Alex Alvarez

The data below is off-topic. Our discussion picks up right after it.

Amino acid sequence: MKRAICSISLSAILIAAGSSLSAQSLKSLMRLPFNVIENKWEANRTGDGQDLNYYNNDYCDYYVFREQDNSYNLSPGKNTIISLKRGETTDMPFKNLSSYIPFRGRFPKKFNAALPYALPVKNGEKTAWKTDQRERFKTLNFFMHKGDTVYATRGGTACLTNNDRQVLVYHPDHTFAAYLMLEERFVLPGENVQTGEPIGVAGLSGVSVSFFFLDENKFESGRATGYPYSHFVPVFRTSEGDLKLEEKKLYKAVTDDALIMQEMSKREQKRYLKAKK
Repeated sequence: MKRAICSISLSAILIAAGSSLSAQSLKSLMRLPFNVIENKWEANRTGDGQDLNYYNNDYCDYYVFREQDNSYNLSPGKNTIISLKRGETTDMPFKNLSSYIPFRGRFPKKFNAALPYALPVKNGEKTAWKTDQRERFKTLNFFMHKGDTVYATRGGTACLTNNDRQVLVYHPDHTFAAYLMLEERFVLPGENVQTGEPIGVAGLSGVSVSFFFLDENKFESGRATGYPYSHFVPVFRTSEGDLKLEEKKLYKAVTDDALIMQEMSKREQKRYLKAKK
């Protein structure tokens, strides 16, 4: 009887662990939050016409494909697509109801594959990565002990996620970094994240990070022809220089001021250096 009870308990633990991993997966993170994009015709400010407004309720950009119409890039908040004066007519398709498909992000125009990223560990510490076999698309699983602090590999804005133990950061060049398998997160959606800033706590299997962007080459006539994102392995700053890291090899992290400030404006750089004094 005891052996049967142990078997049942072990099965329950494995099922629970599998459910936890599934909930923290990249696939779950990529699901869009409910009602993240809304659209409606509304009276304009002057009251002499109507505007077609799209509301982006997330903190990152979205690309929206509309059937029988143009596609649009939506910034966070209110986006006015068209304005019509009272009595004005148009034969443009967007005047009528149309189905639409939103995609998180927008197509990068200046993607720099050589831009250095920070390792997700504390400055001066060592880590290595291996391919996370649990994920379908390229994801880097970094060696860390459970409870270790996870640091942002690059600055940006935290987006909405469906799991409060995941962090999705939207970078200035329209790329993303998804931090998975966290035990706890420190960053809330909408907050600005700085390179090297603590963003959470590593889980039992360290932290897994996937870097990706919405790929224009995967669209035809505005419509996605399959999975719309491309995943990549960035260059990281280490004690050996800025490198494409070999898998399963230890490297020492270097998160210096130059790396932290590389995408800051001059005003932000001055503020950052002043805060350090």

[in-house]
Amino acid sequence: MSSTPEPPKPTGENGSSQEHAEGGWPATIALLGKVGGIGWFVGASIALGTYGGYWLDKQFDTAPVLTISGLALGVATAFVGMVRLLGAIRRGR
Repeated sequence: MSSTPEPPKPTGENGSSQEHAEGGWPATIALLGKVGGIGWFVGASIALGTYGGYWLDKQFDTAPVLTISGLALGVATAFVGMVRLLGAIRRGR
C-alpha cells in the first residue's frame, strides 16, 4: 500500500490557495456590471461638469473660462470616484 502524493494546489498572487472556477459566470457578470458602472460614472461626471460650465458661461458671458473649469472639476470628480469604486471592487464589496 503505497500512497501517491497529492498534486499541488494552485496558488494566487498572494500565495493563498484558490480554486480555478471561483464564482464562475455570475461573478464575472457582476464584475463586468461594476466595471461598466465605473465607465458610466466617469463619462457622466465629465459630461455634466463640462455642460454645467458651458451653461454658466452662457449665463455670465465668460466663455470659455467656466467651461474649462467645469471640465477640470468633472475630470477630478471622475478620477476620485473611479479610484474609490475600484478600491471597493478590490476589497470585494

As we become evermore aware of the costs and consequences of genocide and various other human rights abuses, the recognition of the need for more effective prevention and intervention strategies also becomes evermore clear. All too often when out- breaks of violence have occurred, the international community has appeared power- less to prevent it and absolutely ineffective when taking steps to stop the violence and the killing. Perhaps the worst contemporary example of this impotence comes from the Democratic Republic of the Congo. Rooted in the destabilizing effects of the 1994 genocide in neighboring Rwanda, the Eastern Congo has been the setting for mass rapes, massacres, and other atrocities since 1995 as various factions and groups have struggled for power and/or resources or have capitalized on the chaos and brutality. Some estimates suggest that more than 5 million people have been killed since the outbreak of hostilities in the mid-1990s.1 This has been the reality there, even though the Congo is the site of one of the longest-standing and largest United Nations peacekeeping missions in existence. Begun in 1999, the United Nations Organization Mission in the Democratic Republic of the Congo (MONUC, renamed MONUSCO in April 2010) has gone from a contingent of about 5,000 troops and 500 military observers to over 20,0000 troops, 700 military observers, 1,000 police personnel, and several thousand assorted other civilian personnel in early 2010.2 Despite this significant international presence, the violence has continued to the present day. In fact, some of the more recent mass rapes and massacres have occurred in close proximity to contingents of the UN peacekeeping forces, which have been unwilling or unable to intervene in these atrocities.3 Keep in mind that these are not always hit-and-run attacks that occur too quickly for a peacekeeping response. In some cases, the assaults lasted for days. Clearly, MONUSCO has not been very effective in preventing the victimization of innocents. Unfortunately, this has often been more the norm than the exception in locations across the globe. The United Nations and the International Community have usually been unable to prevent and unsuccessful in intervening to stop atrocities.